It would seem logical to think that the increased focus on cybersecurity is a result of a rise in actual attacks. 11% of organisations reported being victims of ransomware attacks with 2% admitting that they were forced into paying for the release of their data.
However, the figures from the research reveal that this is not the case but is motivated largely behind the perceived threat and not an actual one.
Recent cases in the news of high-profile security breaches and cyber-attacks have played a part in raising awareness with 66% of respondents agreeing that this was the case.
Overall, seven out of ten respondents view cybersecurity as a necessity for their organisation with just 18% knowing it was necessary but claiming to have neither the resources or the budget to address the issue.
Wellington College’s, Whelton gave his opinion on the matter:
“Cyber security training can be tricky as it’s easy to switch off when your teacher talks to you about cyber risks. An effective approach that has engaged our students is using well-known YouTube vloggers as the educators – as they can give real-life examples of cyber security issues at work.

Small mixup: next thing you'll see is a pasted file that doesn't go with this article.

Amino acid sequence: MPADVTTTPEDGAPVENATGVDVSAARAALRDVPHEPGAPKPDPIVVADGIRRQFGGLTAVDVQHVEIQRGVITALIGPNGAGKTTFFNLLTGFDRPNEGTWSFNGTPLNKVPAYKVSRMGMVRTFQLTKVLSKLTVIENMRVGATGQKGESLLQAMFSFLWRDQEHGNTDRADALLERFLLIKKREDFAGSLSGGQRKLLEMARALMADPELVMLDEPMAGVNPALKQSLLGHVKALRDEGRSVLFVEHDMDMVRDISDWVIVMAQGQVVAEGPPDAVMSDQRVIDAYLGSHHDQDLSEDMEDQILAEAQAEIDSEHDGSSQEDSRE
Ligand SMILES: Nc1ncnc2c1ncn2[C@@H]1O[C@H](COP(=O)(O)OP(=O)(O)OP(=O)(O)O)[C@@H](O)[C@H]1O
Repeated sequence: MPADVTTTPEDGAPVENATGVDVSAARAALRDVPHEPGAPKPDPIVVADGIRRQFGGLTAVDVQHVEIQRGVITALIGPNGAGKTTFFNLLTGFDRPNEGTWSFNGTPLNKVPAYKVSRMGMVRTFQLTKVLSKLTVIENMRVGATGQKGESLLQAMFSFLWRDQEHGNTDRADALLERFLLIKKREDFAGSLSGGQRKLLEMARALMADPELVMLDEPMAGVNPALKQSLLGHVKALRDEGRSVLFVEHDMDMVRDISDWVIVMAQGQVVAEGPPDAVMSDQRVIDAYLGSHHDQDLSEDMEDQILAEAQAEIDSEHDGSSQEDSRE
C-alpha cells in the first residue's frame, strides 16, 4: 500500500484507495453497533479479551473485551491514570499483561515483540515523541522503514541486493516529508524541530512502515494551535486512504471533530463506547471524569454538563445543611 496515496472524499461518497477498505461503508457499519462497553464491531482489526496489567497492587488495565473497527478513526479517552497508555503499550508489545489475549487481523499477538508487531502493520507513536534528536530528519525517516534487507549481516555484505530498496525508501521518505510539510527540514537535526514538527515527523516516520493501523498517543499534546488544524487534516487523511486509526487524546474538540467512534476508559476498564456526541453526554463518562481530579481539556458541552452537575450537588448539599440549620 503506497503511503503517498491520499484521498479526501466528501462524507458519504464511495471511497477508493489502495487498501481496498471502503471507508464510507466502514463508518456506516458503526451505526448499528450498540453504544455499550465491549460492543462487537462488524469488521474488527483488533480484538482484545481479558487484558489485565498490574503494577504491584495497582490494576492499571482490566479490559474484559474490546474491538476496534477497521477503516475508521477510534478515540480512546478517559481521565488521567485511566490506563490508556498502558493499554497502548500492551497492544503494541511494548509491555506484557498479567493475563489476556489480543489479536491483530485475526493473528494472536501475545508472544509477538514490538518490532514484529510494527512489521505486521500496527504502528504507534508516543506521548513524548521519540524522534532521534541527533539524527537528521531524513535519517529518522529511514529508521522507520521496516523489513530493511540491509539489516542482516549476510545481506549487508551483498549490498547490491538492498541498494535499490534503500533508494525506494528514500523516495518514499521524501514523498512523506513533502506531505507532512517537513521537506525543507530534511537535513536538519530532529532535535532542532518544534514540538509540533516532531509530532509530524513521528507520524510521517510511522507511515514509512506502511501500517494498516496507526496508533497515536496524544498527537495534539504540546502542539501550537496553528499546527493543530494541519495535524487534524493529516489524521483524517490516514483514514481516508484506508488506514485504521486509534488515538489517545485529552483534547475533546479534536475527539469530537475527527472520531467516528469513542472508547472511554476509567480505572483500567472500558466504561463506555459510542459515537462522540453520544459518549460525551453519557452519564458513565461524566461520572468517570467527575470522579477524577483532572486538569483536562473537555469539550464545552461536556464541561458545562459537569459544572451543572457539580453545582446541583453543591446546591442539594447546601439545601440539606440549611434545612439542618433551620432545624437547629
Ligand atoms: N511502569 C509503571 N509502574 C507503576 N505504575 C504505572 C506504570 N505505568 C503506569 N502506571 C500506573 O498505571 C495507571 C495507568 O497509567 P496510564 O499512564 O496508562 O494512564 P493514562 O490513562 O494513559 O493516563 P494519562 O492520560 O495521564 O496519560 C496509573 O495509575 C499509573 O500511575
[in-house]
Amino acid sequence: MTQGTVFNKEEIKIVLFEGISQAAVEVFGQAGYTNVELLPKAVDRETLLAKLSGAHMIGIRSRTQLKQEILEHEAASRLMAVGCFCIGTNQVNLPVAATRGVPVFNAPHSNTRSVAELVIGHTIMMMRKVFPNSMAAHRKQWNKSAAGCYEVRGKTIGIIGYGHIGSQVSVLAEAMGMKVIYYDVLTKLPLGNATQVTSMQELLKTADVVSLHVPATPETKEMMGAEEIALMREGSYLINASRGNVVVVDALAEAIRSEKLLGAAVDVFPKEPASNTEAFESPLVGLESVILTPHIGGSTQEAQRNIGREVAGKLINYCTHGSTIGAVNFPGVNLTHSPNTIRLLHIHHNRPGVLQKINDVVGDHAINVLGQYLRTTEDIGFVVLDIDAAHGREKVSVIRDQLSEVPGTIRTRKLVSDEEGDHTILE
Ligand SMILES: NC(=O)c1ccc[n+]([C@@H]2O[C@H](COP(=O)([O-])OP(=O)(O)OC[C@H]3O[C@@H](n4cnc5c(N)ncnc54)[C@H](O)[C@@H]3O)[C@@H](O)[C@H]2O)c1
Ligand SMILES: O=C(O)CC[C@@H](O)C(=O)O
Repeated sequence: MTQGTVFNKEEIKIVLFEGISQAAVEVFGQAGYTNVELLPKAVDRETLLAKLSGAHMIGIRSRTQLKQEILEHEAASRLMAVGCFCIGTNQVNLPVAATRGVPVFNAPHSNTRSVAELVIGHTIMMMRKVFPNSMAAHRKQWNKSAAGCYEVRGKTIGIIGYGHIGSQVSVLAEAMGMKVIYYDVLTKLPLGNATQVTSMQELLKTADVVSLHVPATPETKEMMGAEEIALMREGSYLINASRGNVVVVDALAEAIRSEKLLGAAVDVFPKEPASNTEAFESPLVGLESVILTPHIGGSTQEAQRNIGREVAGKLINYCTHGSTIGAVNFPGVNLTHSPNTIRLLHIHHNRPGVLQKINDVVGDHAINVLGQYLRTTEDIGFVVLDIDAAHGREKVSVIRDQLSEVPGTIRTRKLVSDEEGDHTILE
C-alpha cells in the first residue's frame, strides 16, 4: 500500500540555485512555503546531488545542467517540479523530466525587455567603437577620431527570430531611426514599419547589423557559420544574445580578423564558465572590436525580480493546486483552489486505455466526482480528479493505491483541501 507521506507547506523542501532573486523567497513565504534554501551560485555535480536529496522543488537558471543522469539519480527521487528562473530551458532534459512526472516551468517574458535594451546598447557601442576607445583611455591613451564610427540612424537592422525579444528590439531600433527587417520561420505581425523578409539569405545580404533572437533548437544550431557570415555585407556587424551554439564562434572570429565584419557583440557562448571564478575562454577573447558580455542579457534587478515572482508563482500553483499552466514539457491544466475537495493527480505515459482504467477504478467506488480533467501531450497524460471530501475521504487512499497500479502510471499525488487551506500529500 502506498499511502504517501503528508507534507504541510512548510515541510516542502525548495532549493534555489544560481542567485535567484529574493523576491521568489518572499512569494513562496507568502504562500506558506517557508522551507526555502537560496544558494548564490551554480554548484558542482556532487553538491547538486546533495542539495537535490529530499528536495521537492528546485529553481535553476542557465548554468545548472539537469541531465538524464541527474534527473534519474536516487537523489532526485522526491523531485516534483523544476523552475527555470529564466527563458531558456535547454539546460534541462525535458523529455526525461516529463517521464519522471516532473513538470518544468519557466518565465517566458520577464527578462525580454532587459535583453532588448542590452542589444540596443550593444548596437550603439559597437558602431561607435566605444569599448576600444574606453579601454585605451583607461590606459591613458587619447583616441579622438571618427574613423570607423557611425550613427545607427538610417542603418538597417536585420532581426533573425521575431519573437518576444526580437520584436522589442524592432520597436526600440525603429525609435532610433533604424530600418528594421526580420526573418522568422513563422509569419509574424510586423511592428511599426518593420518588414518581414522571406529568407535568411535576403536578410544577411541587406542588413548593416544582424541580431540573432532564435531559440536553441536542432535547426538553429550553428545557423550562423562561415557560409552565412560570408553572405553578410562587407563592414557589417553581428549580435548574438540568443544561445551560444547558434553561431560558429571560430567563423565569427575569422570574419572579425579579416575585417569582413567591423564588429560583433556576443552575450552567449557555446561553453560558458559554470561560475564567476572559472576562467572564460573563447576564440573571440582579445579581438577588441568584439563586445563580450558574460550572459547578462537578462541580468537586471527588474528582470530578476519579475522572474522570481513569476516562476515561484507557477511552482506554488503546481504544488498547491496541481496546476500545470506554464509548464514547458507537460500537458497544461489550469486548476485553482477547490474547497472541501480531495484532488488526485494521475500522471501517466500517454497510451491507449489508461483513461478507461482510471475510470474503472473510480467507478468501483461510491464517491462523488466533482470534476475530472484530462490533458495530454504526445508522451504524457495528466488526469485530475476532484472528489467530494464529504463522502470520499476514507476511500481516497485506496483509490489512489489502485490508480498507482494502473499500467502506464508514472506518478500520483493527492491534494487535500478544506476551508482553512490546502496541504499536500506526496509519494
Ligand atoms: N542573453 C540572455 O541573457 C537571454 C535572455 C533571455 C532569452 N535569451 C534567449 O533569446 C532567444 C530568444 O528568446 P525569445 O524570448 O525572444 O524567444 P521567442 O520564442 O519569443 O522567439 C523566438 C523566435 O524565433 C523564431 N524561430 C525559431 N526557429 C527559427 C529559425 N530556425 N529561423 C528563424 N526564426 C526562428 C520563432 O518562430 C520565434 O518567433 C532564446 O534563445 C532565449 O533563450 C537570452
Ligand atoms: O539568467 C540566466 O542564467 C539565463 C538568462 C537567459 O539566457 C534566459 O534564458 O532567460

Staff in education tend to be very trusting, so they do click links from people purporting to be their colleagues or ex-colleagues. This has happened to us, and ransomware ended up encrypting a staff member’s device. Luckily the data was easily recoverable thanks to us using Barracuda backup. However, I’m not surprised that 11% of schools have been hit by ransomware as this is a familiar story I’ve heard from quite a few schools.”
The level of awareness in schools and colleges around cybersecurity and those issues relating to it, including radicalisation and cyberbullying, has improved since 2017. But the lack of resources and budgets seems to be a barrier to improving the provision of security with technology use. Whilst tech teams remain too stretched to provide adequate training and tools, pupils education in, and experience of, technology will suffer as a result and more must be done to improve investment in this area.